The largest detractors included names in industries perceived to be negatively impacted by the Trump victory including Thermo Fisher Scientific (health care), Cisco Systems (technology), Groupe Bruxelles Lambert, and both parts of the now-separated Alcoa business (Alcoa and Arconic). Following the health care sector’s poor performance post-election, the managers have spent a good deal of time looking at various companies across the different sub-sectors (e.g., pharmaceuticals, distributors, hospitals, medical equipment, insurance, etc.). So far, however, they have made only a few small purchases.

The managers re-established the Yahoo!/Alibaba pair trade by shorting Alibaba Group Holding during the quarter. Other notable activity included exiting some of the opportunistic energy and commodity-related positions that were established over the last two years. Halliburton stock, Suncoke Energy bonds, and certain Glencore bond issues were all sold at significant gains. Despite sales of some of the bond positions, credit holdings were still nearly 10% of the portfolio at quarter-end. Net equity exposure ended at around 53%, and cash remained a very substantial position (approximately 37%).

Loomis Sayles: The Loomis Sayles Absolute-Return Fixed-Income strategy delivered strong returns once again, gaining 2.6% in the quarter. Global rates tools (primarily interest rate swaps and futures) contributed to return. Most of the positive impact can be attributed to short Eurodollar futures and U.S. interest rate swaps, as Treasury yields steepened during the quarter in anticipation of the rate hike in December. The portfolio’s U.K. and Czech curve steepener positions benefited from steepening in the yield curves in those countries during the quarter.

High-yield corporate bonds added to performance as spreads continued to tighten during the quarter and finished at their lows for the year. Aided by a relatively dovish Federal Reserve, positive flows into the asset class, stable oil and metals prices, and a general dearth of yield, investors continued to allocate to risk assets, pushing valuations higher. Energy, telecom, and technology names contributed most to performance.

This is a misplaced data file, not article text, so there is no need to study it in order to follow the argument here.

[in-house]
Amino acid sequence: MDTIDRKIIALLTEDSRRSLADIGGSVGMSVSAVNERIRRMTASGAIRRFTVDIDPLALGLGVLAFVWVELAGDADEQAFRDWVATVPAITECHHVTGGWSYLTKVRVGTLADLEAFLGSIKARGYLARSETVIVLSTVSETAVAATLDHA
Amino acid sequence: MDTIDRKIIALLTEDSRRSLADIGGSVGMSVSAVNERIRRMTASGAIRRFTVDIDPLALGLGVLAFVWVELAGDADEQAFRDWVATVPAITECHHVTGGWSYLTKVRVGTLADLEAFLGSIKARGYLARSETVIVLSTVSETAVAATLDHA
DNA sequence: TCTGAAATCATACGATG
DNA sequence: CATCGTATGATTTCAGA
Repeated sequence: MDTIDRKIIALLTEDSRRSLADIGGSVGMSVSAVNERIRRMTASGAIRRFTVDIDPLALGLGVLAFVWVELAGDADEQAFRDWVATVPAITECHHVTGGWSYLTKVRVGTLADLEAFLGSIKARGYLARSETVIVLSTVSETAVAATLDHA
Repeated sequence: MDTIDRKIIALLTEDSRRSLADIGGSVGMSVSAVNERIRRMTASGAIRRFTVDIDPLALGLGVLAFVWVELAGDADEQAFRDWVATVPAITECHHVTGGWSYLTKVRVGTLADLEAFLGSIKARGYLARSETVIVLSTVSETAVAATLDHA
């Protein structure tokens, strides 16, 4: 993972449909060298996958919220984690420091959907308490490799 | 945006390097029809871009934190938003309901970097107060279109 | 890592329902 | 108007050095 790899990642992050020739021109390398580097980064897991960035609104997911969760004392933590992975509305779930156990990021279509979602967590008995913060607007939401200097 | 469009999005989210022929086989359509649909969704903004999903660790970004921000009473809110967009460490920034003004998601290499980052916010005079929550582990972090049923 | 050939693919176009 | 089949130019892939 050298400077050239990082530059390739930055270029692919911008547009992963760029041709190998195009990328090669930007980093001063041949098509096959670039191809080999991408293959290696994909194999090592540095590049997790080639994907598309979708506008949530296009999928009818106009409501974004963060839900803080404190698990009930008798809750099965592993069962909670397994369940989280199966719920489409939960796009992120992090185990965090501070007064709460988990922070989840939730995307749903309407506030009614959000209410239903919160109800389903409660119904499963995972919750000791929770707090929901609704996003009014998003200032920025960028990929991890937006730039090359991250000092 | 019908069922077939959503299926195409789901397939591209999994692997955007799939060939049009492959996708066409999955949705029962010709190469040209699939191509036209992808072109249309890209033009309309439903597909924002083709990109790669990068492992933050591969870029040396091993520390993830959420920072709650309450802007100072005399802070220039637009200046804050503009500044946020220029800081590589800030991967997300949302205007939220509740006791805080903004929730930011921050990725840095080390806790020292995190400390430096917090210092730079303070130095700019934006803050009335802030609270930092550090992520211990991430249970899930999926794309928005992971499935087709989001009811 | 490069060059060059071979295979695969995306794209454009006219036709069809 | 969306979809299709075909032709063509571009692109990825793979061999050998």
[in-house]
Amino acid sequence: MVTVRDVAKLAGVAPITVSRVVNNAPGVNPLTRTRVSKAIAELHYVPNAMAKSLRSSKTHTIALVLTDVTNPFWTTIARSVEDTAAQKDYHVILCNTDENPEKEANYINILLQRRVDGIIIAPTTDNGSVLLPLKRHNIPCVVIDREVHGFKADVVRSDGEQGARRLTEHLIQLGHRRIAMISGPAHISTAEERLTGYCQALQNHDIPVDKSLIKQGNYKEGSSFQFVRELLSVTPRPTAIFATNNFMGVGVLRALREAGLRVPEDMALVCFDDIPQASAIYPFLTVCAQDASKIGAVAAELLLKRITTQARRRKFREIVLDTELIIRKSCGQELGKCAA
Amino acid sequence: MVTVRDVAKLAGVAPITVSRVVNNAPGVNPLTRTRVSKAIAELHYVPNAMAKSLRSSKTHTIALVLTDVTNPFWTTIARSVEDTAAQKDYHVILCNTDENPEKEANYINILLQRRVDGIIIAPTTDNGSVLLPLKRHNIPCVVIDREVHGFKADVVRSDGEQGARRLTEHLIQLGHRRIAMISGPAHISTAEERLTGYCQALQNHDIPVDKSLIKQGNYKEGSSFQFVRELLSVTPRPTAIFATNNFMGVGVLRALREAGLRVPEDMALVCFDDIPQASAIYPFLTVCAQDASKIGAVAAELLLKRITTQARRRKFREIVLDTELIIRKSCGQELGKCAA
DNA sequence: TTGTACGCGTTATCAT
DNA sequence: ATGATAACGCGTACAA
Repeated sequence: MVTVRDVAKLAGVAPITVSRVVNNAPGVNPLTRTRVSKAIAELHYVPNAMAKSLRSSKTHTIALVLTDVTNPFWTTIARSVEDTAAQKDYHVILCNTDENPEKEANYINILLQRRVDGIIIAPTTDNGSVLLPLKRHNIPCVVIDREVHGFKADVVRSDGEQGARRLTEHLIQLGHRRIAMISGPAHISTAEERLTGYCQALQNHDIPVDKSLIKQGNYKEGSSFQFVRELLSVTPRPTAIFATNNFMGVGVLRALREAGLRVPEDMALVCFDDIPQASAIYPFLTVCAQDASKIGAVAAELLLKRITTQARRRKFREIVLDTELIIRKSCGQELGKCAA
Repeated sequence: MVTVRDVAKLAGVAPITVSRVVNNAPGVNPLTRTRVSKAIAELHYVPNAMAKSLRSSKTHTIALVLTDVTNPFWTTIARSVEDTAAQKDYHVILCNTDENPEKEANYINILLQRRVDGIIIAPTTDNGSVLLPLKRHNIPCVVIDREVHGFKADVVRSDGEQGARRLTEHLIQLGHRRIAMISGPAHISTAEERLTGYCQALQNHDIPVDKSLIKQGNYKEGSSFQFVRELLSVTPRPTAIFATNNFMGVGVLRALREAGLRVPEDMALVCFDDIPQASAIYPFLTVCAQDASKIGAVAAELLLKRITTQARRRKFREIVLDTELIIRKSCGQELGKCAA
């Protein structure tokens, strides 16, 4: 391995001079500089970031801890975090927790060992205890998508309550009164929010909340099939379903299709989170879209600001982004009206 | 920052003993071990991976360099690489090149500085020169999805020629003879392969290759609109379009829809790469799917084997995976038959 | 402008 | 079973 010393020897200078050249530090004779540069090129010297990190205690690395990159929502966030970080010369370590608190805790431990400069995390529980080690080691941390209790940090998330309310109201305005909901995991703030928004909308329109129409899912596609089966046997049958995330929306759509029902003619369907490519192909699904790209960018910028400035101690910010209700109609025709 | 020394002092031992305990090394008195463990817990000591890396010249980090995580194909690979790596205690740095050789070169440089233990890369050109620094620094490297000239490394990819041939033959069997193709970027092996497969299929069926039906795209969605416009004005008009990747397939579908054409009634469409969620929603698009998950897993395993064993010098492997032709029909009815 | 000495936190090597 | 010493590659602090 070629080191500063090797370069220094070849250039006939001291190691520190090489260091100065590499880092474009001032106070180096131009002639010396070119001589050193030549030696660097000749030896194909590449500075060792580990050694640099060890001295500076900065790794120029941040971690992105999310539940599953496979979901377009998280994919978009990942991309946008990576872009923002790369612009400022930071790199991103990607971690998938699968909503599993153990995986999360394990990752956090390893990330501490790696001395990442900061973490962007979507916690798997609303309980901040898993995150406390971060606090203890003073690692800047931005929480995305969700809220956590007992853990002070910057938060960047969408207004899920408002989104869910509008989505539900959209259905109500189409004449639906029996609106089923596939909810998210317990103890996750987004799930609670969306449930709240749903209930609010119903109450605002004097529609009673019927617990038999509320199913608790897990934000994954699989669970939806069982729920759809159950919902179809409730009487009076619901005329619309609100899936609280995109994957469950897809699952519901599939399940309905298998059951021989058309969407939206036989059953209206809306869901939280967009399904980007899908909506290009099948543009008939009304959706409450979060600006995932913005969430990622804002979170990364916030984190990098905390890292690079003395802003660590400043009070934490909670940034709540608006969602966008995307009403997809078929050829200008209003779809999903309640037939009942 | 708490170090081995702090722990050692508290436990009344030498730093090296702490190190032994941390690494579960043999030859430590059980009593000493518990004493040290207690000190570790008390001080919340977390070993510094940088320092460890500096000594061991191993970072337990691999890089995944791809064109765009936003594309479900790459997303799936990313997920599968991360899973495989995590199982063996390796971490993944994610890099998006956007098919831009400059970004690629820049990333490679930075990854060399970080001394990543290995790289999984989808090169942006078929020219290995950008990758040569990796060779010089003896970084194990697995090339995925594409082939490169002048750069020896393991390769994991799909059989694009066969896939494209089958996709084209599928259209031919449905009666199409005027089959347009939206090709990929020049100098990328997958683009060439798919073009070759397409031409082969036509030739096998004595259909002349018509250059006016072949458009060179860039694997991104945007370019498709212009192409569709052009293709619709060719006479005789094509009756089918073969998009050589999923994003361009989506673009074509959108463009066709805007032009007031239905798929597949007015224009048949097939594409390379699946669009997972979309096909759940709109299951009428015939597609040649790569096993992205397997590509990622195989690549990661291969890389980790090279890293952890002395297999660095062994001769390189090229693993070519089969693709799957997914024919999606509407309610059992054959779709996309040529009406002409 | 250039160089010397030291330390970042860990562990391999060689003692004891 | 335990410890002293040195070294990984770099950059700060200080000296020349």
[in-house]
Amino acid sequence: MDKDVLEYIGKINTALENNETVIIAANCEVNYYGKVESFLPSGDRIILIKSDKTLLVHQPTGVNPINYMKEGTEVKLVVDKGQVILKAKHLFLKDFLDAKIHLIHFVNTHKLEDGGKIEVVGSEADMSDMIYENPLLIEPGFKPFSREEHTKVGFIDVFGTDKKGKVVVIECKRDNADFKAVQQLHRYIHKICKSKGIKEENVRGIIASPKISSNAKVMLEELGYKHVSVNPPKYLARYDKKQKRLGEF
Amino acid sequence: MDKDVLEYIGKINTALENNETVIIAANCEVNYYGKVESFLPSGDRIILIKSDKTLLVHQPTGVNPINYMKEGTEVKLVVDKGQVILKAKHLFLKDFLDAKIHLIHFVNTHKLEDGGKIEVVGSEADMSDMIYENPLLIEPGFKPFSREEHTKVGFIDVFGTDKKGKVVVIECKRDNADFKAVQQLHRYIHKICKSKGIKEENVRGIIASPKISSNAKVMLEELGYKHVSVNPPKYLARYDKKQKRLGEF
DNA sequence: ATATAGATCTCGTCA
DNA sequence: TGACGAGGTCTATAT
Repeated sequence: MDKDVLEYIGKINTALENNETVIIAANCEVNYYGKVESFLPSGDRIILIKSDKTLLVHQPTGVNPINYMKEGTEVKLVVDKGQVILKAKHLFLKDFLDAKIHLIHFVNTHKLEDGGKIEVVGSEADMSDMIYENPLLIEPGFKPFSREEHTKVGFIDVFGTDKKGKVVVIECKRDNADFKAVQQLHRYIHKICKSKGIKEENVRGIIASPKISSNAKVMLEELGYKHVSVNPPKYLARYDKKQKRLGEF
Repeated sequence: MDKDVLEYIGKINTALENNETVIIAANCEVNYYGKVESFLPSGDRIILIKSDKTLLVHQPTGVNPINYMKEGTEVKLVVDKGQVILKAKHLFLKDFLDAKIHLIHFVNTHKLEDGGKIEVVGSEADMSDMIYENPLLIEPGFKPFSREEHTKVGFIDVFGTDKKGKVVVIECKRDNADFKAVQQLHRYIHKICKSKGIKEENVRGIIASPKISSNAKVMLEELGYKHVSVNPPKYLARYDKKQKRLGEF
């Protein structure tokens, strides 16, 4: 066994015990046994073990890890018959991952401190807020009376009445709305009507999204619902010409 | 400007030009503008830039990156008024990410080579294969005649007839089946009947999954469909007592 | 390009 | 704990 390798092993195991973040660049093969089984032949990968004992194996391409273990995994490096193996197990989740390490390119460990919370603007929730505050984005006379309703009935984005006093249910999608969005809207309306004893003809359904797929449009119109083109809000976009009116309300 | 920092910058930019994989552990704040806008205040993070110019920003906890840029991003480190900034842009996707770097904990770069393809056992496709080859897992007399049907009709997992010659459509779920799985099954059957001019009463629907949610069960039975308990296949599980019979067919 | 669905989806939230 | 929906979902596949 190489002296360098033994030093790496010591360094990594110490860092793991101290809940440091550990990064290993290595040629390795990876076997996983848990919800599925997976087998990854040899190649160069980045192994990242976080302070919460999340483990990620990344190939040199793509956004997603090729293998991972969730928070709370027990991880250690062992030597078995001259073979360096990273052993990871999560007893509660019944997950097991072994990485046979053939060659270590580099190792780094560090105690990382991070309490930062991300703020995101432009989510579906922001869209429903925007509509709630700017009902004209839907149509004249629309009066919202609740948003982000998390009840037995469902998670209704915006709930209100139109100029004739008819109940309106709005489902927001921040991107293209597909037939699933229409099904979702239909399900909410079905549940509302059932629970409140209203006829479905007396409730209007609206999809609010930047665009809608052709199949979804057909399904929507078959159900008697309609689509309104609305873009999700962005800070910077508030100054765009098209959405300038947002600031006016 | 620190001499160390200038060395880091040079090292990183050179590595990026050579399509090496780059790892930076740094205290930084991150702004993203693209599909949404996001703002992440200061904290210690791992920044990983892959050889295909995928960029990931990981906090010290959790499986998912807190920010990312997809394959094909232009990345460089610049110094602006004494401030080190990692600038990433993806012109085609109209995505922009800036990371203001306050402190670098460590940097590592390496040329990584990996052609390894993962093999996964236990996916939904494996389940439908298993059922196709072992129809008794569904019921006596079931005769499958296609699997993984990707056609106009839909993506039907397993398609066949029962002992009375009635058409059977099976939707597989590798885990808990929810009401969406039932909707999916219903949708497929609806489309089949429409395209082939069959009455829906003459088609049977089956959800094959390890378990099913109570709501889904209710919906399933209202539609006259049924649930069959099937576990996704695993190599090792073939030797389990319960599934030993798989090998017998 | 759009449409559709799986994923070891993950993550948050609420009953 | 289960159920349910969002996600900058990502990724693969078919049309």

Risk management tools (credit default swap index, equity index, and interest rate futures) were beneficial, as the interest rate hedges that had been a drag on performance for much of the last two years performed well given the general rise in Treasury yields during the quarter. Despite having limited exposure to convertible bonds due to their potential high volatility, converts were a meaningful contributor, as the post-election rally in the U.S. equity market dominated the narrative during the second half of the fourth quarter. Energy, technology, and consumer non-cyclical names were the largest contributors.

Not surprisingly, investment-grade corporate bonds detracted from performance as spreads remained relatively flat during the quarter after consistently tightening for the better part of the year. Rising U.S. Treasury yields prior to the Fed’s rate hike in December weighed on longer duration corporates, ending the recent streak of positive returns. Most of the negative performance came from banking and telecom names.